In vivo imaging of inflammatory cells trafficking to atherosclerotic lesions

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January 7, 2008 By Benjamin A. Olenchock, M.D. Ph.D. [1]

Boston Researchers have developed a way to image the trafficking of monocytes into atherosclerotic plaques using single photon emission computed tomography (SPECT/CT). The technique involves labeling purified monocytes with 111-In-oxine, an FDA-approved radiolabel, and transferring the labeled cells into a live recipient animal. Cells can then be visualized over time with sub-millimeter accuracy. This advance will help research into the pathogenesis and treatment of atherosclerosis, and in the future might be used in humans to characterize inflammatory cell infiltration into atherosclerotic plaques.

Monocytes were isolated to >90% purity from peripheral blood using negative selection. 111-In-oxine labeling did not affect monocyte viability or ability to traffic as assessed in a thioglycolate-induced peritonitis model. Three-million labeled monocytes were transferred into intact, anesthetized apoE-deficient mice, which are a commonly used genetic strain predisposed to atherosclerosis. Mice were then imaged at various time points by SPECT/CT. During the first 24-hours, the radiotracer was seen to localize in the heart and lungs, and after 36-hours in the liver and spleen. At the 5-day time point, a focal concentration of radiotracer was visible in the ascending aorta. Imaging results were verified by histology after transfer of GFP-labeled monocytes. The specificity to monocytes was verified by transfer of labeled peripheral blood mononuclear cell fractions that had been depleted of monocytes, which did not localize in a similar fashion. The intensity of the SPECT/CT image was directly related to the absolute number of monocytes recruited (R^2 of 0.87).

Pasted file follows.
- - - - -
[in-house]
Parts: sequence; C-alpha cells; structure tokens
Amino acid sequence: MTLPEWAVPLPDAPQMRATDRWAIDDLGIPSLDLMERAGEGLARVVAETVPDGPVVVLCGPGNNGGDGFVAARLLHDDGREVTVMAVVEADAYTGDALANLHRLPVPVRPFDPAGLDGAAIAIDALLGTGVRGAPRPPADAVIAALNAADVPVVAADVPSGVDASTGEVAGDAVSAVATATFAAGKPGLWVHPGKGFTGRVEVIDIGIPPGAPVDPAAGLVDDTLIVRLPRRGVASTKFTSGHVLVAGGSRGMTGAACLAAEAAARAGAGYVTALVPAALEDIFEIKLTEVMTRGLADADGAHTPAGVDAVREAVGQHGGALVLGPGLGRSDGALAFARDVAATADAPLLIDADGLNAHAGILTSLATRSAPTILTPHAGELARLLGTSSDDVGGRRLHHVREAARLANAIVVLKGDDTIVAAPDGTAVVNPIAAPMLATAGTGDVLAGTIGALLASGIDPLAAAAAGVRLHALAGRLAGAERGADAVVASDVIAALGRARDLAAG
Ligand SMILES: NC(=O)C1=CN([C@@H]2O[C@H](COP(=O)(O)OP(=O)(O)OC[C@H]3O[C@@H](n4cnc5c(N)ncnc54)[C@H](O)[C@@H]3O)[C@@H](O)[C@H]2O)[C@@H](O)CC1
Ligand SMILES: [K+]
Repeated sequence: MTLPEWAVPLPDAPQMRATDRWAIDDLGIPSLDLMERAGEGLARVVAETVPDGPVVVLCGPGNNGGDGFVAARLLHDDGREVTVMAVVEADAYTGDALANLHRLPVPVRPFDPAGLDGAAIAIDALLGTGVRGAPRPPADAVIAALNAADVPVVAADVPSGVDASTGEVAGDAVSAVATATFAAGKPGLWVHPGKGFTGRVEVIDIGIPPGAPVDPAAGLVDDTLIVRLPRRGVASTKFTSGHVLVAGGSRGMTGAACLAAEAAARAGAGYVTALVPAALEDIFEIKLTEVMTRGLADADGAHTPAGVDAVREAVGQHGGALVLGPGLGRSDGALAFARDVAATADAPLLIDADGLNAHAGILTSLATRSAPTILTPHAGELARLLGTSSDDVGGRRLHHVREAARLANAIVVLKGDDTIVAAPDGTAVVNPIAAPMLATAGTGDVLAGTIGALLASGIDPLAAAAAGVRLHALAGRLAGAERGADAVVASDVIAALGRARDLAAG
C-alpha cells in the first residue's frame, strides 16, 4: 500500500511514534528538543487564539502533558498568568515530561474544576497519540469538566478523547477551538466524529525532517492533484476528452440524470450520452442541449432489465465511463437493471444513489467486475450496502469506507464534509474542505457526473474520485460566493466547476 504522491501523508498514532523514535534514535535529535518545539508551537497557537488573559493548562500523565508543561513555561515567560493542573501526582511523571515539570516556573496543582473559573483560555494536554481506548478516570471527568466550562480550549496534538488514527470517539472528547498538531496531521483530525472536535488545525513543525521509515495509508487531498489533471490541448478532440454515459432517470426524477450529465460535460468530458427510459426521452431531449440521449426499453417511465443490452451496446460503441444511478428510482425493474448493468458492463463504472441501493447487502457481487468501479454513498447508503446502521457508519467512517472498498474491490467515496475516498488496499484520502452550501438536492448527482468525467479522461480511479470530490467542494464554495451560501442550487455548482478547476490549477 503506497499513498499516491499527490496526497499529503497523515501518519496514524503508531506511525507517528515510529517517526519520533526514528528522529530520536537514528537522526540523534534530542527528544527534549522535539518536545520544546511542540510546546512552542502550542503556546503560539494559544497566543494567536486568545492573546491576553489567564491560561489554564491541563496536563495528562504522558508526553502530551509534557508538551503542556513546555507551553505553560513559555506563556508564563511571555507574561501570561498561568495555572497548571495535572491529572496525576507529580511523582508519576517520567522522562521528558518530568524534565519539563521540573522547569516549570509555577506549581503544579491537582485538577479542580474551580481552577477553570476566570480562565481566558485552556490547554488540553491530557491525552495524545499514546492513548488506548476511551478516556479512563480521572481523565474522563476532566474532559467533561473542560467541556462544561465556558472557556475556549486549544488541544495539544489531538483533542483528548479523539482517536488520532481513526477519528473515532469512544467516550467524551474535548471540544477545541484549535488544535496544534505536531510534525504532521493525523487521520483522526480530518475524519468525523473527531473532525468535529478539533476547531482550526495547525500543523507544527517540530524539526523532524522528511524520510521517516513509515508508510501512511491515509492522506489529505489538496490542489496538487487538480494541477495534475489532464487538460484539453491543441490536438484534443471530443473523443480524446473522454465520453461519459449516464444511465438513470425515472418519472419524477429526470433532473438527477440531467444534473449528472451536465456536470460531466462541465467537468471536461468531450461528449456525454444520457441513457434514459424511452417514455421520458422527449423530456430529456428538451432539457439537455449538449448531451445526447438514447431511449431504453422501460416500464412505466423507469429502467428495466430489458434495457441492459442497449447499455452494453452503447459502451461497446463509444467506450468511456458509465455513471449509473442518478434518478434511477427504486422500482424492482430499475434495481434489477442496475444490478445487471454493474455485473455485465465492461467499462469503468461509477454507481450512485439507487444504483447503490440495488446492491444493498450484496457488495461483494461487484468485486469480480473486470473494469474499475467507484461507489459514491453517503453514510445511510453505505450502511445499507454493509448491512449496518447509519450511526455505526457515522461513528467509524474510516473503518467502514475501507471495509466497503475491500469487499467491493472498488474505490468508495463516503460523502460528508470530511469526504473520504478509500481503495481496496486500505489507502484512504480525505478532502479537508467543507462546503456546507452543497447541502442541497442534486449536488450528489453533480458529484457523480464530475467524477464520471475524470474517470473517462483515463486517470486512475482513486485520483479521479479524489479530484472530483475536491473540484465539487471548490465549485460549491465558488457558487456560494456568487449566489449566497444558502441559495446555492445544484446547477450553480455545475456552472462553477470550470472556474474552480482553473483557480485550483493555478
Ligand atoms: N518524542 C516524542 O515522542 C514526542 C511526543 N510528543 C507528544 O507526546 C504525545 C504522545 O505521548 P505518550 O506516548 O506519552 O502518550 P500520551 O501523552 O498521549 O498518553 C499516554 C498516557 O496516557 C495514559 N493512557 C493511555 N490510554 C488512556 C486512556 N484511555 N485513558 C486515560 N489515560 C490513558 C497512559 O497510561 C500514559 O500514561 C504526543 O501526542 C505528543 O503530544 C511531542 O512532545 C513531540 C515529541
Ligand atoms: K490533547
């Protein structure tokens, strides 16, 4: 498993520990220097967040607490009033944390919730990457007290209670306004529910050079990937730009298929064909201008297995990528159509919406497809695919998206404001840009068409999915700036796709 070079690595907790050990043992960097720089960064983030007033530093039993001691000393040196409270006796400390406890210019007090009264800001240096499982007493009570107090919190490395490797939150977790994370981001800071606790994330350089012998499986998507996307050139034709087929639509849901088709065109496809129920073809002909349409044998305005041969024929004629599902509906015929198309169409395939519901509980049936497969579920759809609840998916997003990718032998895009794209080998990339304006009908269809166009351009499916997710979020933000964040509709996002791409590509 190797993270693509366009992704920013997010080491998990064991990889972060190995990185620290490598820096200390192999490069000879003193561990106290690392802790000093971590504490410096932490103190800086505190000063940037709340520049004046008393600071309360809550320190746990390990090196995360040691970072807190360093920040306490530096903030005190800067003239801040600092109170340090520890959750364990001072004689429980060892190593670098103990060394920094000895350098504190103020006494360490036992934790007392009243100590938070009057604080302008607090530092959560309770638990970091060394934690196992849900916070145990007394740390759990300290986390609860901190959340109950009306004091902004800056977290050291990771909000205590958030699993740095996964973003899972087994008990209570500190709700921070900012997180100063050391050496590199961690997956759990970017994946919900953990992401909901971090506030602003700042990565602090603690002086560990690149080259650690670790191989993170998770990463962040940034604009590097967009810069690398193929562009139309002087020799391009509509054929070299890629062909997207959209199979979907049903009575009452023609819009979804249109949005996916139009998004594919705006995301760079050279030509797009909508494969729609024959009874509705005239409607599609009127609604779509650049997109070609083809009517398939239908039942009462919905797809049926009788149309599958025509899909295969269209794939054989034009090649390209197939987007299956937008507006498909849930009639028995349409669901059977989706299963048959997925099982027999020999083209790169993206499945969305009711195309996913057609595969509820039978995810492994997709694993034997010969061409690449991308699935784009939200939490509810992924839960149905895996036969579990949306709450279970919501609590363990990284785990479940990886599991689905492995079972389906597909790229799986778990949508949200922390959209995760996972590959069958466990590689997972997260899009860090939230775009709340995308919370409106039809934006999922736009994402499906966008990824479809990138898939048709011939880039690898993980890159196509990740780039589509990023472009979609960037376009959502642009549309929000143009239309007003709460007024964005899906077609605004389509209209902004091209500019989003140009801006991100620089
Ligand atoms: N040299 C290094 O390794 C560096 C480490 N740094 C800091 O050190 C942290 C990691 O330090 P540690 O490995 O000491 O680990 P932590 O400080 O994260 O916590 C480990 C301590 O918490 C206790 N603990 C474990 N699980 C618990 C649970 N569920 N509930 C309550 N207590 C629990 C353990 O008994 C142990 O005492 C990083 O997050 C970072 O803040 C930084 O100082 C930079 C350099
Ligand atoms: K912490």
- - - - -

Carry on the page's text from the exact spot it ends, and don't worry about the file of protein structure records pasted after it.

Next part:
In the first application of this model, the investigators asked whether statins might block monocyte recruitment to atherosclerotic plaques. Pre-treatment of recipient animals for 3 days with either atorvastatin, simvastatin, or mevastatin significantly impaired the relative SPECT/CT image intensity in the aorta at day 5 (~5-fold reduction, p<0.001). The statins appear to affect the recipient blood vessels and not the monocytes. Ex vivo quantification of extravasated monocytes demonstrated a similar reduction when recipients, but not donors, were pre-treated with statins.

The authors explain that the advantage of the SPECT/CT technique over other techniques such as MRI, optical coherence tomography or CT is the ability to evalulate monocyte residence in atherosclerotic lesions over time in the same animal. The resolution is slightly lower than that of MRI, however. This technique will be incredibly useful for asking how various therapeutics affect vascular inflammation over time. The large number of monocytes needed for transfer experiments might add a note of caution regarding the physiologic relevance of findings, and more pre-clinical studies will have to be done to determine the whether there is utility to this technique for disease characterization, treatment response, or prognosis in humans. The finding that statins modulate vascular inflammation over such a short time period without affecting lipoprotein levels adds more support to the anti-inflammatory effects of statins.


  1. Kircher MF, Grimm J, Swirski FK, Libby P, Gerszten RE, Allport JR, Weissleder R. Noninvasive In Vivo Imaging of Monocyte Trafficking to Atherosclerotic Lesions. Circulation. 2008 Jan 2; [Epub ahead of print] PMID: 18172031